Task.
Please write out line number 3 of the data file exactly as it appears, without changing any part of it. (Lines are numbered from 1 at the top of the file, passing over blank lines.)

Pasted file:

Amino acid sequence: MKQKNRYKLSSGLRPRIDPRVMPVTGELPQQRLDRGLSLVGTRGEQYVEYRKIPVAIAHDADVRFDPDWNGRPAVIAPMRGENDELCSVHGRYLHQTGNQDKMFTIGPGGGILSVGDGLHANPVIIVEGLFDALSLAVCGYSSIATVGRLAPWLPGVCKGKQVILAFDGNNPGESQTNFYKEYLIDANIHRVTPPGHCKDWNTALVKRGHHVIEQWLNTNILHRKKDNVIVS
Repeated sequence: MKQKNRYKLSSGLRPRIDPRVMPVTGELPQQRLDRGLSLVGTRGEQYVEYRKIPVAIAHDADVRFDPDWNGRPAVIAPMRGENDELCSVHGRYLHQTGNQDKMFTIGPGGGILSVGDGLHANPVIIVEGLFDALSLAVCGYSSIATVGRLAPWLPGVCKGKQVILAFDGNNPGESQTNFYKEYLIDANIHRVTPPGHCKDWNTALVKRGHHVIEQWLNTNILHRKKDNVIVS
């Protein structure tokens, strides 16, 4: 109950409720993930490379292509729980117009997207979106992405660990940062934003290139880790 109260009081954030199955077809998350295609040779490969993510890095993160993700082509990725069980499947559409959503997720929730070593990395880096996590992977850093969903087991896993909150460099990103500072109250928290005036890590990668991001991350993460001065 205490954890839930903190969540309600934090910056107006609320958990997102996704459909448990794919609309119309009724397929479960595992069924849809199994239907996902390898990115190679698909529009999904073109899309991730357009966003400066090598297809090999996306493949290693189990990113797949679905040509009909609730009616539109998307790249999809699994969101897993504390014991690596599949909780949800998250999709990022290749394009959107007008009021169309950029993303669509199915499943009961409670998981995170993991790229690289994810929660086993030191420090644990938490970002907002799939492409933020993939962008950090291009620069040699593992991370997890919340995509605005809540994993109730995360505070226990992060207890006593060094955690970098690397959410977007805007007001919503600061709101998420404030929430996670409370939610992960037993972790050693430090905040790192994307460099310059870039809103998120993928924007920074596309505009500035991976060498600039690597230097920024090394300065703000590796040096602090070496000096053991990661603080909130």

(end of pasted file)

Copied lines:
């Protein structure tokens, strides 16, 4: 109950409720993930490379292509729980117009997207979106992405660990940062934003290139880790 109260009081954030199955077809998350295609040779490969993510890095993160993700082509990725069980499947559409959503997720929730070593990395880096996590992977850093969903087991896993909150460099990103500072109250928290005036890590990668991001991350993460001065 205490954890839930903190969540309600934090910056107006609320958990997102996704459909448990794919609309119309009724397929479960595992069924849809199994239907996902390898990115190679698909529009999904073109899309991730357009966003400066090598297809090999996306493949290693189990990113797949679905040509009909609730009616539109998307790249999809699994969101897993504390014991690596599949909780949800998250999709990022290749394009959107007008009021169309950029993303669509199915499943009961409670998981995170993991790229690289994810929660086993030191420090644990938490970002907002799939492409933020993939962008950090291009620069040699593992991370997890919340995509605005809540994993109730995360505070226990992060207890006593060094955690970098690397959410977007805007007001919503600061709101998420404030929430996670409370939610992960037993972790050693430090905040790192994307460099310059870039809103998120993928924007920074596309505009500035991976060498600039690597230097920024090394300065703000590796040096602090070496000096053991990661603080909130």